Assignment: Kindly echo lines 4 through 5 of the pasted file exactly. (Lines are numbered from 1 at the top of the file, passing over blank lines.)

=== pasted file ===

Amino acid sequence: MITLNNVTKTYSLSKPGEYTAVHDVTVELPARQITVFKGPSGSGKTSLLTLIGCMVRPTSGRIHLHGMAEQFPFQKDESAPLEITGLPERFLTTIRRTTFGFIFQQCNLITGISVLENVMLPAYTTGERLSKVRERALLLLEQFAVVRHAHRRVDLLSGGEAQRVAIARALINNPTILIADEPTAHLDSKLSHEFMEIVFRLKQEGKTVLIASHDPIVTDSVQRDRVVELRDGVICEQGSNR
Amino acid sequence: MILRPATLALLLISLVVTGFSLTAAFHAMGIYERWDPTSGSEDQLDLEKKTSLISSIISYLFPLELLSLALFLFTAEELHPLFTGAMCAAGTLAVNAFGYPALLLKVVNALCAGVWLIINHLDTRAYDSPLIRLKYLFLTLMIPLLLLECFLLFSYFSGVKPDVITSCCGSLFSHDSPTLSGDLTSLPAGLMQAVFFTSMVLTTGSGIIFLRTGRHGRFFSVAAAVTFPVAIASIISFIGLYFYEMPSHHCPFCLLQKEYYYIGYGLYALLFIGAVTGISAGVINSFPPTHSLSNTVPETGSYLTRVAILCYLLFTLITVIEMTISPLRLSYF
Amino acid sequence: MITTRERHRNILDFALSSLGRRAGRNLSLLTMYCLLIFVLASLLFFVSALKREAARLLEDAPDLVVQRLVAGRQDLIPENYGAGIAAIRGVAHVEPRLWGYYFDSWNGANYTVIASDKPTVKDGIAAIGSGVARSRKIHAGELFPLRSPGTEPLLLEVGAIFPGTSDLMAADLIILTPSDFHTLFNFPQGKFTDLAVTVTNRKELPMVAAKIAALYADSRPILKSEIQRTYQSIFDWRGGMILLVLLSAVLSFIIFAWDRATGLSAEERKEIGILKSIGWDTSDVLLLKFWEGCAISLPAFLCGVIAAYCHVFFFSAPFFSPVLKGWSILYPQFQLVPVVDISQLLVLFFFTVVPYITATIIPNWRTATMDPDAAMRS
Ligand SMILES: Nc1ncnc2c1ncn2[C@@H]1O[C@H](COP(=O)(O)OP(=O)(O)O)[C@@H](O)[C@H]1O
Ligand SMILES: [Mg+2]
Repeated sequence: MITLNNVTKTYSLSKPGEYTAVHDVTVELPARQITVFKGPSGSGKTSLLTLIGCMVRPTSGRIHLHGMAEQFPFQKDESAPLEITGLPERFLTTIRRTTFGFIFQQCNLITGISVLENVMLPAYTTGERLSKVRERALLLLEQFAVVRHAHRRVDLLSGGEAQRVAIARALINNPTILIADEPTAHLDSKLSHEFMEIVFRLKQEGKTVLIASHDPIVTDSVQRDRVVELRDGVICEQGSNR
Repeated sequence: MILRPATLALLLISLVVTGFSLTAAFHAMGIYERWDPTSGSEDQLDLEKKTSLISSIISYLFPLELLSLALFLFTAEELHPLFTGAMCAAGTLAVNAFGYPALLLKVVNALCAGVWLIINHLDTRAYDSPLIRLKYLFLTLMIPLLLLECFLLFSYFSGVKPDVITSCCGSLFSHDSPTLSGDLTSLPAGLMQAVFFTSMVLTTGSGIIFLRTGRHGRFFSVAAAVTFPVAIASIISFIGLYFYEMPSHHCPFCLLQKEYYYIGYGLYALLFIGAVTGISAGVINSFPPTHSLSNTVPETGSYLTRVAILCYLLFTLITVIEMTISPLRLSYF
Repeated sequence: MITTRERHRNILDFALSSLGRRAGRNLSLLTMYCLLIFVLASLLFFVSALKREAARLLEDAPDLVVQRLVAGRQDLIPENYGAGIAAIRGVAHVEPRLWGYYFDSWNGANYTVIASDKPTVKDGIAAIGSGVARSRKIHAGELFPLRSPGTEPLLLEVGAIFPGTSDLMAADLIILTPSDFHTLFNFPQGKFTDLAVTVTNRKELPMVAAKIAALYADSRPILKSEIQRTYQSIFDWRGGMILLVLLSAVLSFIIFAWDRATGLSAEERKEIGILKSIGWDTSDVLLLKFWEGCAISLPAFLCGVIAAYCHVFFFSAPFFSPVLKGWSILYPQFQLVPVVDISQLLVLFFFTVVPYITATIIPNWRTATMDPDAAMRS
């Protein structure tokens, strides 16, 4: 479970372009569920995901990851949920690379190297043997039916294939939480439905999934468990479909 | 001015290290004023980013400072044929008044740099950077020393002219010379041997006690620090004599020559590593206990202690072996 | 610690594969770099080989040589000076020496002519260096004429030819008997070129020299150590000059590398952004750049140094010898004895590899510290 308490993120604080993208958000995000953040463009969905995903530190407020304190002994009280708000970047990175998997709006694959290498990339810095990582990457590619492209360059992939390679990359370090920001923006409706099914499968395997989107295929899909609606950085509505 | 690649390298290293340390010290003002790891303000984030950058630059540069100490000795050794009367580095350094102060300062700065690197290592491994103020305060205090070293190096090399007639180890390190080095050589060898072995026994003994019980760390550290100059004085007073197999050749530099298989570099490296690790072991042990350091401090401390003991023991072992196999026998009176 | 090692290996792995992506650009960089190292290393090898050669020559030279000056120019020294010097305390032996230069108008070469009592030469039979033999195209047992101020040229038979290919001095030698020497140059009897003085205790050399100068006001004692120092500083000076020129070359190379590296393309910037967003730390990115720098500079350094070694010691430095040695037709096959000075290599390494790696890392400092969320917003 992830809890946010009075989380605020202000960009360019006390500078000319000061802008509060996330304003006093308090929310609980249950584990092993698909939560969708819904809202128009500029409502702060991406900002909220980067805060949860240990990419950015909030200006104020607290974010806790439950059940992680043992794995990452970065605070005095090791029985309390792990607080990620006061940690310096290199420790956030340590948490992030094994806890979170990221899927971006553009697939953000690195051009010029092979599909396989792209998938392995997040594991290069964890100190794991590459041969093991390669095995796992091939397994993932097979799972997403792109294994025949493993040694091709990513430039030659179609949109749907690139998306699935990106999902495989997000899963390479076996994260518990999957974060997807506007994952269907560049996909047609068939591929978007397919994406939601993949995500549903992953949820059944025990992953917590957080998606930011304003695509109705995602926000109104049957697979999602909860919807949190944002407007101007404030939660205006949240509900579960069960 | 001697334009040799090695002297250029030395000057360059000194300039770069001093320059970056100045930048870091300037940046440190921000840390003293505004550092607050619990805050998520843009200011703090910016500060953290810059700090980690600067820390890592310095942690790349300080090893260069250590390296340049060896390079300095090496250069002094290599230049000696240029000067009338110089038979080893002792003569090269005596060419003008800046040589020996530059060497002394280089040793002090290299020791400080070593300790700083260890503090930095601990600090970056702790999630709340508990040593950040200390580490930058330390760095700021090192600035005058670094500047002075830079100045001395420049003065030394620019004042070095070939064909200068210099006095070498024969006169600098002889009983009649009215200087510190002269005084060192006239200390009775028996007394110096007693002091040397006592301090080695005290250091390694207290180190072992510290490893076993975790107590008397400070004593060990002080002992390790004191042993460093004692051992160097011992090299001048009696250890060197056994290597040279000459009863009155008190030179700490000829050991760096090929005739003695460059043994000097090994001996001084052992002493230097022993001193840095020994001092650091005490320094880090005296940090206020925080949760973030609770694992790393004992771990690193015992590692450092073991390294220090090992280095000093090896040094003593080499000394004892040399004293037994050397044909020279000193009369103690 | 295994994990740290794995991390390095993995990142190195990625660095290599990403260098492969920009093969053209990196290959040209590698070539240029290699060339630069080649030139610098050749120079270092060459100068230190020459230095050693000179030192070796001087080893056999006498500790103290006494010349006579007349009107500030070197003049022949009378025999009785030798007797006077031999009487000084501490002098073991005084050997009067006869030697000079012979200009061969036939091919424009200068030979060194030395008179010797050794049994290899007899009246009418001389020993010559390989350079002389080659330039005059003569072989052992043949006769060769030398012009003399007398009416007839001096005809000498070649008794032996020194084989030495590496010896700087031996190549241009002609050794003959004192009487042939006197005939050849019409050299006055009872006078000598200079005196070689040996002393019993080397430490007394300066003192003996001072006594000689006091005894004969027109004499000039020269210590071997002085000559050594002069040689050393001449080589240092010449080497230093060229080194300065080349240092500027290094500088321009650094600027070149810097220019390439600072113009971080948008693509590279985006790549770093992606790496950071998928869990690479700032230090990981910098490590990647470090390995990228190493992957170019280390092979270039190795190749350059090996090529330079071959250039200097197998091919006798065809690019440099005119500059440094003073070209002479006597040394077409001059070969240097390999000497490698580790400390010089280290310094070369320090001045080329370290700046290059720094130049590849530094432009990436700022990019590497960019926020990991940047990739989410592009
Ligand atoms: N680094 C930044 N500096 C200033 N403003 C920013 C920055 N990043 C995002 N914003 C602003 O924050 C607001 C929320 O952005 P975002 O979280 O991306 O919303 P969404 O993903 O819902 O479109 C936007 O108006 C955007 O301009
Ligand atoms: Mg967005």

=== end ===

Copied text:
Ligand SMILES: Nc1ncnc2c1ncn2[C@@H]1O[C@H](COP(=O)(O)OP(=O)(O)O)[C@@H](O)[C@H]1O
Ligand SMILES: [Mg+2]